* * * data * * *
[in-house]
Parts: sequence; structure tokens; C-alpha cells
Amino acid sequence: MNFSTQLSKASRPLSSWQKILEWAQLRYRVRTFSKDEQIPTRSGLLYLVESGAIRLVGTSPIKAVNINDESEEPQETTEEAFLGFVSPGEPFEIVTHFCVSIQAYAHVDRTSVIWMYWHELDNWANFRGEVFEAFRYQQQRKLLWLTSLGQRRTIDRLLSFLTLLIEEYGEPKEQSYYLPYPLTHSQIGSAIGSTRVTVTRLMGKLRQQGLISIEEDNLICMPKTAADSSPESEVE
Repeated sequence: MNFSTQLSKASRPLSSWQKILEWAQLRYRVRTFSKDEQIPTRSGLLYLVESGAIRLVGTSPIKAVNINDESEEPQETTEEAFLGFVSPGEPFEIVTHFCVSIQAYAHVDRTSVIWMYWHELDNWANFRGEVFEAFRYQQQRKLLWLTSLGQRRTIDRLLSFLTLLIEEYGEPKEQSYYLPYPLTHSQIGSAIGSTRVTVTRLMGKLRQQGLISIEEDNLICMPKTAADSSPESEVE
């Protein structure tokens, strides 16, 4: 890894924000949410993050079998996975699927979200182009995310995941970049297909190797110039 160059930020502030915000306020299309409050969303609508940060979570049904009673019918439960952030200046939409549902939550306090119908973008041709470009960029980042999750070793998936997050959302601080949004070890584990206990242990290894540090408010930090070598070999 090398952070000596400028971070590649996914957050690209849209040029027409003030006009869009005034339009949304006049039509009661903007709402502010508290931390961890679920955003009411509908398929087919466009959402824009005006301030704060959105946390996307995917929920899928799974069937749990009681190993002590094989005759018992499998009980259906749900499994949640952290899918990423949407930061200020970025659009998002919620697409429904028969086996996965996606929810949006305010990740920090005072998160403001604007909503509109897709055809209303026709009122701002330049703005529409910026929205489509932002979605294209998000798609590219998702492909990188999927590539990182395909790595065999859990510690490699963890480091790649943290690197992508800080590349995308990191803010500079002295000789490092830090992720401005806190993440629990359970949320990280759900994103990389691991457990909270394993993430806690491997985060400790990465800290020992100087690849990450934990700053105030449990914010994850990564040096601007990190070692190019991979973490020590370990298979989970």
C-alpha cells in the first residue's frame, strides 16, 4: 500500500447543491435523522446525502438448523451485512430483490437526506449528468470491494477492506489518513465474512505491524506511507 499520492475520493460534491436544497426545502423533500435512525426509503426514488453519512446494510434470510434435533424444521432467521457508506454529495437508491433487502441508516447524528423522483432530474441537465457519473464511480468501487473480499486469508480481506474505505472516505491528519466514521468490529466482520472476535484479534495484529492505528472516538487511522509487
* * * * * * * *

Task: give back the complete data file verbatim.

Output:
[in-house]
Parts: sequence; structure tokens; C-alpha cells
Amino acid sequence: MNFSTQLSKASRPLSSWQKILEWAQLRYRVRTFSKDEQIPTRSGLLYLVESGAIRLVGTSPIKAVNINDESEEPQETTEEAFLGFVSPGEPFEIVTHFCVSIQAYAHVDRTSVIWMYWHELDNWANFRGEVFEAFRYQQQRKLLWLTSLGQRRTIDRLLSFLTLLIEEYGEPKEQSYYLPYPLTHSQIGSAIGSTRVTVTRLMGKLRQQGLISIEEDNLICMPKTAADSSPESEVE
Repeated sequence: MNFSTQLSKASRPLSSWQKILEWAQLRYRVRTFSKDEQIPTRSGLLYLVESGAIRLVGTSPIKAVNINDESEEPQETTEEAFLGFVSPGEPFEIVTHFCVSIQAYAHVDRTSVIWMYWHELDNWANFRGEVFEAFRYQQQRKLLWLTSLGQRRTIDRLLSFLTLLIEEYGEPKEQSYYLPYPLTHSQIGSAIGSTRVTVTRLMGKLRQQGLISIEEDNLICMPKTAADSSPESEVE
């Protein structure tokens, strides 16, 4: 890894924000949410993050079998996975699927979200182009995310995941970049297909190797110039 160059930020502030915000306020299309409050969303609508940060979570049904009673019918439960952030200046939409549902939550306090119908973008041709470009960029980042999750070793998936997050959302601080949004070890584990206990242990290894540090408010930090070598070999 090398952070000596400028971070590649996914957050690209849209040029027409003030006009869009005034339009949304006049039509009661903007709402502010508290931390961890679920955003009411509908398929087919466009959402824009005006301030704060959105946390996307995917929920899928799974069937749990009681190993002590094989005759018992499998009980259906749900499994949640952290899918990423949407930061200020970025659009998002919620697409429904028969086996996965996606929810949006305010990740920090005072998160403001604007909503509109897709055809209303026709009122701002330049703005529409910026929205489509932002979605294209998000798609590219998702492909990188999927590539990182395909790595065999859990510690490699963890480091790649943290690197992508800080590349995308990191803010500079002295000789490092830090992720401005806190993440629990359970949320990280759900994103990389691991457990909270394993993430806690491997985060400790990465800290020992100087690849990450934990700053105030449990914010994850990564040096601007990190070692190019991979973490020590370990298979989970």
C-alpha cells in the first residue's frame, strides 16, 4: 500500500447543491435523522446525502438448523451485512430483490437526506449528468470491494477492506489518513465474512505491524506511507 499520492475520493460534491436544497426545502423533500435512525426509503426514488453519512446494510434470510434435533424444521432467521457508506454529495437508491433487502441508516447524528423522483432530474441537465457519473464511480468501487473480499486469508480481506474505505472516505491528519466514521468490529466482520472476535484479534495484529492505528472516538487511522509487